"Lots of people know how to use computers, and lots of people don't — more than you think," said Jessamyn West, community technology librarian at Randolph Technical Career...
"Radical librarians are people who feel one of the things they should be doing as a public servant is advocating for the public," she said.
West thinks librarians should advocate for the public by making library services more accessible to people who have difficulty reaching them, such as the homeless and people in jail. It's also important to her that a library's collection represents all of the people of the world.
"We represent the public, so we need to serve the public," West said."
By Bryan Bender
David Ferriero - "The man entrusted with America’s documentary heritage - including the Declaration of Independence and the Constitution"
"Ferriero now directs the National Archives in Washington, the first librarian to hold the post of official “collector in chief.’’ He not only oversees 12 billion pages and 40 million photographs that tell America’s story, he referees release of America’s oldest secrets, from the formula for invisible ink to battle plans for the Spanish-American War.
He favors openness, he says, but agencies cling to a maze of often-contradictory secrecy rules and a deep-seated culture to lock away even innocuous information. “While progress has been made,’’ Ferriero said, “we still have a huge problem.’’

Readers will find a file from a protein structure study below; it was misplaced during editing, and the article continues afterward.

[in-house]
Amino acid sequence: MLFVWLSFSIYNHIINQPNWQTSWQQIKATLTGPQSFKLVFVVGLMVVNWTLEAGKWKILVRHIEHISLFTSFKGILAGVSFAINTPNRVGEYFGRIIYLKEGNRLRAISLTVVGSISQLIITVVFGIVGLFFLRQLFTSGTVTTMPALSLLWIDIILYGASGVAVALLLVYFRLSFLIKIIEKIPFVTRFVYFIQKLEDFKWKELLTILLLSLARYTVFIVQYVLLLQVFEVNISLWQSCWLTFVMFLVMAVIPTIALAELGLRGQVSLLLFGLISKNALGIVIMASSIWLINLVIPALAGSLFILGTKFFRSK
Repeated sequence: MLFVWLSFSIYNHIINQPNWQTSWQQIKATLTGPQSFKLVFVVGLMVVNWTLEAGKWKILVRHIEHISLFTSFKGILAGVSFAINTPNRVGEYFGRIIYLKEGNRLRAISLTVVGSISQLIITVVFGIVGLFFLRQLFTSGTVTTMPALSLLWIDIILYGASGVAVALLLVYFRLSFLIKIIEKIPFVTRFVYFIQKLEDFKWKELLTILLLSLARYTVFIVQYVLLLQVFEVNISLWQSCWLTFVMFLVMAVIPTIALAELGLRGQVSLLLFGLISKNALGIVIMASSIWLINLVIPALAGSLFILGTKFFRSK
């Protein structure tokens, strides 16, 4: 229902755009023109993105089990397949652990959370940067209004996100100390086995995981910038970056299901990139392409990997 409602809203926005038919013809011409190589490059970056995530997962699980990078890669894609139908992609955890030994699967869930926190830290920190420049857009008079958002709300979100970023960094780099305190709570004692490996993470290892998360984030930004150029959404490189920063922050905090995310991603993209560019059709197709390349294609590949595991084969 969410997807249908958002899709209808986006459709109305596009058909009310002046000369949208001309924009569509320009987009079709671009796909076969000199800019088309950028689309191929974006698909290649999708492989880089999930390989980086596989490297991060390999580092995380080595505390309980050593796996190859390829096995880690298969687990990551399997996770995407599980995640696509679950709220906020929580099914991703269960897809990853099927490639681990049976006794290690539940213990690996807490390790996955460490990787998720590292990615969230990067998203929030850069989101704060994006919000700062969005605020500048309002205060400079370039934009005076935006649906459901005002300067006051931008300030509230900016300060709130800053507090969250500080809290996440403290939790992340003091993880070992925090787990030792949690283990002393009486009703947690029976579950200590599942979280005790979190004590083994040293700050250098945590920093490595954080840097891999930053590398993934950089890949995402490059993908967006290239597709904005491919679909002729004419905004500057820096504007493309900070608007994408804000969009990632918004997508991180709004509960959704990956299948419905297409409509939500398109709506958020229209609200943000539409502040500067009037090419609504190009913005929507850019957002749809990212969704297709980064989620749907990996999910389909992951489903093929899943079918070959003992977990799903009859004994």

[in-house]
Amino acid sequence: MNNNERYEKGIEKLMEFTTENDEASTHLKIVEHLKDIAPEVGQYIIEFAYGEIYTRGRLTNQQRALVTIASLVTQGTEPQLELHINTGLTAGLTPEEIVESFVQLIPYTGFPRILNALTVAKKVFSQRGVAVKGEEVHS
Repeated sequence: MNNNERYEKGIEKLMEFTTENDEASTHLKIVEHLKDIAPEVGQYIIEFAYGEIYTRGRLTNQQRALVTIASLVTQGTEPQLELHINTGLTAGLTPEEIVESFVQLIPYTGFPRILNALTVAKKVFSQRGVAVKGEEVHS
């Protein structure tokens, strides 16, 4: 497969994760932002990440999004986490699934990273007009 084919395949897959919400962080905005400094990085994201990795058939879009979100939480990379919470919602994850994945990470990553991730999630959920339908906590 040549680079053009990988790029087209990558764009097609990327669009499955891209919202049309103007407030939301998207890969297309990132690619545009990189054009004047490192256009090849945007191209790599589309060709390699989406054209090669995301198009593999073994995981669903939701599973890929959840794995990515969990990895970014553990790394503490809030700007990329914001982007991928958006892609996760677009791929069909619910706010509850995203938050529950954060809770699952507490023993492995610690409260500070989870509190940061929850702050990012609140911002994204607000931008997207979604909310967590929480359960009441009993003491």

Ferriero’s primary job is ensuring the 275 executive branch agencies retain the most important government records for posterity.
But he also oversees the National Declassification Center, created by President Obama by executive order in 2009. That makes him point man for an aggressive effort to try to release, by the end of next year, a backlog of an estimated 400 million records that are more than 25 years old."
"Archivists without Borders (AwB) International is the network made up of the Archivists without Borders associations and entities of Argentina, Bolivia, Brazil, Colombia, Ecuador, Spain, France, Mexico, Peru and Uruguay.
Its main objective is cooperation in the sphere of archives work in countries whose documentary heritage is in danger of disappearing or of suffering irreversible damage, with particular emphasis on the protection of human rights.
AwB International is governed by the International Charter (2008) and by the Regulations of the International Coordination Council of AwB International (2009).
If you would like to create an AwB association in your country or you would like to request our collaboration, please contact us at the electronic mail address: firstname.lastname@example.org"
"The Little Free Library Project of Madison, Wisconsin is one of the more successful projects, though a lot of attention is also given to urban hacking Department of Urban Betterment project in New York City."
1. Librarians don’t define what a library is.
2. Libraries aren’t just about knowledge and information.
3. Printed books are still relevant.
4. Libraries will always find a way.
"Just to reiterate, I’m not saying that DIY libraries are a replacement for institutional libraries. I’m not saying that librarians are unnecessary. Institutional libraries serve an essential purpose that should not be diminished and professional librarians are absolutely vital. All I’m trying to point out is that the DIY movement highlights certain social attitudes that libraries and librarians shouldn’t neglect."
Via Trudy Raymakers